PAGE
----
The decision

Upper Tribunal
(Immigration and Asylum Chamber) Appeal Number: PA/03215/2019


Heard at Field House
Decision & Reasons Promulgated
On 23rd August 2019
On 4th September 2019









For the Appellant: Miss M Bayoumi (instructed by Ferial Solicitors)
For the Respondent: Mr S Walker (Senior Home Office Presenting Officer)


1. This is an appeal to the Upper Tribunal by the appellant in relation to a Decision and Reasons of Judge N M K Lawrence promulgated on 23rd May 2019. The Decision followed a hearing at Hatton Cross on 9th May when, as now, the appellant was represented by Miss Bayoumi. The appellant's case is that he is an Egyptian national born in 1987. He came to the UK, initially as a visitor, but then made a protection claim which the Secretary of State refused on 22nd March 2019. It was the appeal against that decision which came before Judge Lawrence.
2. At the substantive hearing the judge had the benefit of a large bundle of documents, submitted on the appellant's behalf, running to some 451 pages and included in that bundle was an expert's report provided by Dr Fatah, itself very lengthy.
3. The appellant's claim was that he is the son of a prominent member of the Muslim Brotherhood. So much was accepted by the Secretary of State, as was the fact that his father had been previously detained and by the time of the hearing had been prosecuted, convicted and imprisoned. That latter fact seems to have escaped the judge's notice, despite it being referred to in the expert's report. The expert was asked to deal with a number of matters:- whether the appellant would be at risk on account of his connection with his father, whether he would be at risk on account of his own activities either in Egypt or sur place activities in the UK and whether he would be perceived as a member or supporter of the Muslim Brotherhood. The judge found against the appellant on all matters.
4. In her submissions Miss Bayoumi pointed to the part of the expert's report which the judge failed to take into account, particularly the numerous references to harm that has been suffered by family members of prominent members of the Muslim Brotherhood. The Judge, in dealing with that issue found it to be purely coincidence that family members had been arrested and detained and that that was on account of their own activities rather than those of their parent. That is not what the expert said and on numerous occasions referred to the reason being their links to their parent. Furthermore, in one part of the report the expert concludes that the appellant would be highly likely to be arrested at the airport on his return. I therefore accept, as does Mr Walker on behalf of the Secretary of State, that the judge misunderstood or did not properly taken into account the findings of the expert in the report and in doing so made a material error of law, the expert report being a fundamental part of the evidence in the case asserted by the appellant.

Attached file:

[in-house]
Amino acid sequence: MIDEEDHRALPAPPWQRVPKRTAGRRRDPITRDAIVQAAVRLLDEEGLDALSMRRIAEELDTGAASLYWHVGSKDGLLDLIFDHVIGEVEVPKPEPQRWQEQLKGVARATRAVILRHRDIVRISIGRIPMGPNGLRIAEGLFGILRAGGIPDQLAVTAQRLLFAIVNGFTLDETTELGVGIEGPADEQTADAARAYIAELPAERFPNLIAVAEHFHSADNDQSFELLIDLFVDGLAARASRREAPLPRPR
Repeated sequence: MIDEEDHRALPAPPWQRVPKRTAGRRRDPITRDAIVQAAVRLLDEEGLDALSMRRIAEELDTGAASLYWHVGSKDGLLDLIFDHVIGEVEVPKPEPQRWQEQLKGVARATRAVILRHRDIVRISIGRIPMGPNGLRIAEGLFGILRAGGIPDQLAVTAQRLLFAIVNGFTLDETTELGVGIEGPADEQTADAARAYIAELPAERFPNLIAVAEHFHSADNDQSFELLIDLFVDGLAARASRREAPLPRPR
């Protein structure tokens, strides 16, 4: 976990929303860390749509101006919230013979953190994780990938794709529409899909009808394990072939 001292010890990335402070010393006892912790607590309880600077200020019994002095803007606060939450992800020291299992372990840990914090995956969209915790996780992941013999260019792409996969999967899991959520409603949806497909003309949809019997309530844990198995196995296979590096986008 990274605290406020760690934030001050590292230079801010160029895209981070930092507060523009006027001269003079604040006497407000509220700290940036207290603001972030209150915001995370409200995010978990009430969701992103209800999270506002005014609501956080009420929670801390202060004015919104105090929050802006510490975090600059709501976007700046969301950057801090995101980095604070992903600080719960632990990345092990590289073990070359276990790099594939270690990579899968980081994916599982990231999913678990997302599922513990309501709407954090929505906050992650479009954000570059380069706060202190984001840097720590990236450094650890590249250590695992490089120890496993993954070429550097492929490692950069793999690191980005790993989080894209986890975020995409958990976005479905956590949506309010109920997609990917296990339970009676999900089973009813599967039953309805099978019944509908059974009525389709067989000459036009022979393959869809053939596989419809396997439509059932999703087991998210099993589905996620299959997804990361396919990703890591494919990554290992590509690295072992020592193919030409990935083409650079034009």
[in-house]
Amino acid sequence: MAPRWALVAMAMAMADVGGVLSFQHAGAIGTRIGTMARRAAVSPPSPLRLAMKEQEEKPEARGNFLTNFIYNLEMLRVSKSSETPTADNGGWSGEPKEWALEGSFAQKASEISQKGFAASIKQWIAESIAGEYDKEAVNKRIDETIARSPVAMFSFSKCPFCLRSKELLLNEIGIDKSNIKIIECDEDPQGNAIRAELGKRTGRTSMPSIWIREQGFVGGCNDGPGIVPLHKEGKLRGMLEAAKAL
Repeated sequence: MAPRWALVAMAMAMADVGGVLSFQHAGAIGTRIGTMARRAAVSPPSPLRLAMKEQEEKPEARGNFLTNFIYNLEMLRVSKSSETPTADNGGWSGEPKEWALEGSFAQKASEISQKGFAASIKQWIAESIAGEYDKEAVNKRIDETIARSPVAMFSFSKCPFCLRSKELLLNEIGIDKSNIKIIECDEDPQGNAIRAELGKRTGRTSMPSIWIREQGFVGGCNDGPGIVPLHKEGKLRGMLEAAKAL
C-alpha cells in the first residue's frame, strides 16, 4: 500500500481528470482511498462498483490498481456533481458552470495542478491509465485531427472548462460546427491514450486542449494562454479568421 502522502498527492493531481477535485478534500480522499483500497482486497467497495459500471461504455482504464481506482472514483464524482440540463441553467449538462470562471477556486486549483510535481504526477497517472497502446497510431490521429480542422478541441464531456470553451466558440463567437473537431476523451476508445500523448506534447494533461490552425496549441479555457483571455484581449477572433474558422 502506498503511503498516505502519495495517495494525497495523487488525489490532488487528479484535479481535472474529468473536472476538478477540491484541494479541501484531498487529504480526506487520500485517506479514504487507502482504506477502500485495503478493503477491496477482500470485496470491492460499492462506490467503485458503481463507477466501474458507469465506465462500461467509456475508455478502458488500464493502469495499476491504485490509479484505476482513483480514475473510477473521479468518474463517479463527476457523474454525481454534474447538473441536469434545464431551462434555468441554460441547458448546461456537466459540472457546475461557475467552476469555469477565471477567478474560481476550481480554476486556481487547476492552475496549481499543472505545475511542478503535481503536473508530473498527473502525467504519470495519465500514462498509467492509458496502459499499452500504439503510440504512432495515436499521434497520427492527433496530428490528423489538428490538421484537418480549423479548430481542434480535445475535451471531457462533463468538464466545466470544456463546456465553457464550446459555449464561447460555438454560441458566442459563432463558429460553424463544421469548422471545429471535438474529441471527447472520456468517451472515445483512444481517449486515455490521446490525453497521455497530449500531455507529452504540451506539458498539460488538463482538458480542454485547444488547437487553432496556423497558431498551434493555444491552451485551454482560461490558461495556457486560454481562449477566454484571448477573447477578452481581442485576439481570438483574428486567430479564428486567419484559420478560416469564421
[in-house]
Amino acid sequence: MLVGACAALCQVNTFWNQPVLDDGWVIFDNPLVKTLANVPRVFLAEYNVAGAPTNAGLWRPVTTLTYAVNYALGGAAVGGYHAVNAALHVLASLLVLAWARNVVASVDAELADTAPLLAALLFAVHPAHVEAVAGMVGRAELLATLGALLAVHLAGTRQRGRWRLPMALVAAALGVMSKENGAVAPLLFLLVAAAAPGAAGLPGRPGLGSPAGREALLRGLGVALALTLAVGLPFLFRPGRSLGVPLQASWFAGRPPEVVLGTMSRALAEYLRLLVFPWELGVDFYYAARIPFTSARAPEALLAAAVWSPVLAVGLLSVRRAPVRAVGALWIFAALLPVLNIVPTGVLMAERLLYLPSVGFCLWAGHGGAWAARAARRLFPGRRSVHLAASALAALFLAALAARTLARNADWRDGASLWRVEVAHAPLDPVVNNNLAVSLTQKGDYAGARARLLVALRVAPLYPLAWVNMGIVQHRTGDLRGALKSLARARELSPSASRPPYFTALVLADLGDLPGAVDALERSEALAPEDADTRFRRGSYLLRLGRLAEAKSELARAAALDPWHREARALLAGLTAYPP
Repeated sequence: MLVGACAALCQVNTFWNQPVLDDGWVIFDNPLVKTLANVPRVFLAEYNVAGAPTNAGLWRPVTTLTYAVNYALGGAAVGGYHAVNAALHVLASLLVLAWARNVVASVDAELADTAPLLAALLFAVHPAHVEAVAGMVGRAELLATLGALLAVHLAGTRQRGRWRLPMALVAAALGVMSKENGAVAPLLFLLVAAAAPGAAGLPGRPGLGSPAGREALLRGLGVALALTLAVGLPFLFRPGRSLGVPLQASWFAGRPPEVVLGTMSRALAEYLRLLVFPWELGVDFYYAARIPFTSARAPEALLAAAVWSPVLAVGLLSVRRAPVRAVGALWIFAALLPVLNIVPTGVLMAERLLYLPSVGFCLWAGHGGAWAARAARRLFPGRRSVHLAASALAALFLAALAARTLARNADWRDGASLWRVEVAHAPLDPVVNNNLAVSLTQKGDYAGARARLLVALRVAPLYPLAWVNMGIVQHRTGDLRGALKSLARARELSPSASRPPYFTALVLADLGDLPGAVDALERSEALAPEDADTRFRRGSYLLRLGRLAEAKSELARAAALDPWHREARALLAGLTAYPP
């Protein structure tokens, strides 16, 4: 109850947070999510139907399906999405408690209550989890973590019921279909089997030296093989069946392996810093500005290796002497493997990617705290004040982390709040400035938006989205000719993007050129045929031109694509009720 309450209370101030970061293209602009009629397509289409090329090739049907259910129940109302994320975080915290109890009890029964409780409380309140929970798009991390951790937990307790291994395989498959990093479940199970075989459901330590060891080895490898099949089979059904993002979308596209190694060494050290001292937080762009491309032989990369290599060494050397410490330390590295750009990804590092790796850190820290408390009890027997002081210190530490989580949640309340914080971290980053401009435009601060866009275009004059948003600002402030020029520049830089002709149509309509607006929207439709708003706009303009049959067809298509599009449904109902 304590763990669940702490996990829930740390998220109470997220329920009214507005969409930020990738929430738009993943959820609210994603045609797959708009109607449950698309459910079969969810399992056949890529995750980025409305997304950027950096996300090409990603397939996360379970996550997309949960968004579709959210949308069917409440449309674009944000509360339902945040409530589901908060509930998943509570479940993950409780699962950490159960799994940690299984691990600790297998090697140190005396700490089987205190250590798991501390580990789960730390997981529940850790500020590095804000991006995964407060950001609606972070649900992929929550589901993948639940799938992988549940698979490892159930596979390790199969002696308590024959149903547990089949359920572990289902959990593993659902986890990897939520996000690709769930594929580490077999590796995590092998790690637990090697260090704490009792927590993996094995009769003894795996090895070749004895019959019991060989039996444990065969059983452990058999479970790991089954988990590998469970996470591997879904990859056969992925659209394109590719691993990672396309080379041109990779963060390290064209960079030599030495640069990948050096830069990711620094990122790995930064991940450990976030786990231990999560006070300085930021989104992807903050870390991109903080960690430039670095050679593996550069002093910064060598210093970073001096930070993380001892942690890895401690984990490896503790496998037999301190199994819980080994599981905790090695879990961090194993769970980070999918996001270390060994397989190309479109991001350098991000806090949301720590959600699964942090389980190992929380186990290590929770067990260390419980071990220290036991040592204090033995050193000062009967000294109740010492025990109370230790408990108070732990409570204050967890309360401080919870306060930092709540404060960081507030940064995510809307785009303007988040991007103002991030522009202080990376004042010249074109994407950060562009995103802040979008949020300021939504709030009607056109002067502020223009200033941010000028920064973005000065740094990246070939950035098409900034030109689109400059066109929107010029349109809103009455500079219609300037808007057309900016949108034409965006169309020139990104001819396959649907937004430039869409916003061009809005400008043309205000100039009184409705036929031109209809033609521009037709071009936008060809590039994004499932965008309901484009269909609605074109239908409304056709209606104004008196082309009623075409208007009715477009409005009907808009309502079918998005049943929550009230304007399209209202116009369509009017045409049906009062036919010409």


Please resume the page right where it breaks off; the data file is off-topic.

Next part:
5. There are a significant number of findings to be made in this case. The credibility of who the appellant is is not one of them, that is accepted and the situation of his father is also accepted. What is to be decided is whether the appellant himself carried out any activities in Egypt; whether that would put him at risk; whether he would be at risk, even if he has done nothing, on account of his father; whether he has carried out sur place activities in the UK and if so whether that would put him at risk, and finally, would he be perceived today by the Egyptian authorities as a member or supporter of the Muslim Brotherhood and if so would he be at risk?
6. The expertise of the expert appears to have been accepted before the First-tier Tribunal and therefore ought to have been engaged with properly and findings made on the contents of that report.
Notice of Decision
7. The judgment of the First-tier Tribunal is set aside in its entirety and the matter remitted to the First-tier Tribunal for a full rehearing. It is likely to take a considerable portion of the day given the amount of evidence, the fact that there are witnesses in addition to the appellant. An Arabic interpreter will be required. The appropriate hearing centre is Hatton Cross.

Direction Regarding Anonymity - Rule 14 of the Tribunal Procedure (Upper Tribunal) Rules 2008

Unless and until a Tribunal or court directs otherwise, the Appellant is granted anonymity. No report of these proceedings shall directly or indirectly identify him or any member of his family. This direction applies both to the Appellant and to the Respondent. Failure to comply with this direction could lead to contempt of court proceedings.

Signed Date 28 August 2019

Upper Tribunal Judge Martin